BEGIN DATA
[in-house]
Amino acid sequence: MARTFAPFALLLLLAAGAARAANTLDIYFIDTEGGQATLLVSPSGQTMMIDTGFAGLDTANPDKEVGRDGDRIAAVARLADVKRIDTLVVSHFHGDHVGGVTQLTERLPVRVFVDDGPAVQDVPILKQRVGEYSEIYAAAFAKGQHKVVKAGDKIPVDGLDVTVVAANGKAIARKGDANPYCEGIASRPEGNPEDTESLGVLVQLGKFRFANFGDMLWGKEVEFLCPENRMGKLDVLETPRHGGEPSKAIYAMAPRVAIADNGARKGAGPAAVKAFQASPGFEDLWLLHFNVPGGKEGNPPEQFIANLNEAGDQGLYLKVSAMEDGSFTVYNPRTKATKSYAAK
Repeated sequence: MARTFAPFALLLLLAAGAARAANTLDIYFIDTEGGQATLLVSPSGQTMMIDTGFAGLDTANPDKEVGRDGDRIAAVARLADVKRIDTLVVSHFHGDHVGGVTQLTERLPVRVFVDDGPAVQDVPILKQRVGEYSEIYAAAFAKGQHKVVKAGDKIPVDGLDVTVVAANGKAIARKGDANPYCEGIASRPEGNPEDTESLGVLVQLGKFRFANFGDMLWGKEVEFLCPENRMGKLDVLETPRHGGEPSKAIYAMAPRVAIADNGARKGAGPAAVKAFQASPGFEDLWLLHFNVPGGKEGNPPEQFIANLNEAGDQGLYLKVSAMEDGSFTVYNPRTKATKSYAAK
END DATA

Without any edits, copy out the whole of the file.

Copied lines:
[in-house]
Amino acid sequence: MARTFAPFALLLLLAAGAARAANTLDIYFIDTEGGQATLLVSPSGQTMMIDTGFAGLDTANPDKEVGRDGDRIAAVARLADVKRIDTLVVSHFHGDHVGGVTQLTERLPVRVFVDDGPAVQDVPILKQRVGEYSEIYAAAFAKGQHKVVKAGDKIPVDGLDVTVVAANGKAIARKGDANPYCEGIASRPEGNPEDTESLGVLVQLGKFRFANFGDMLWGKEVEFLCPENRMGKLDVLETPRHGGEPSKAIYAMAPRVAIADNGARKGAGPAAVKAFQASPGFEDLWLLHFNVPGGKEGNPPEQFIANLNEAGDQGLYLKVSAMEDGSFTVYNPRTKATKSYAAK
Repeated sequence: MARTFAPFALLLLLAAGAARAANTLDIYFIDTEGGQATLLVSPSGQTMMIDTGFAGLDTANPDKEVGRDGDRIAAVARLADVKRIDTLVVSHFHGDHVGGVTQLTERLPVRVFVDDGPAVQDVPILKQRVGEYSEIYAAAFAKGQHKVVKAGDKIPVDGLDVTVVAANGKAIARKGDANPYCEGIASRPEGNPEDTESLGVLVQLGKFRFANFGDMLWGKEVEFLCPENRMGKLDVLETPRHGGEPSKAIYAMAPRVAIADNGARKGAGPAAVKAFQASPGFEDLWLLHFNVPGGKEGNPPEQFIANLNEAGDQGLYLKVSAMEDGSFTVYNPRTKATKSYAAK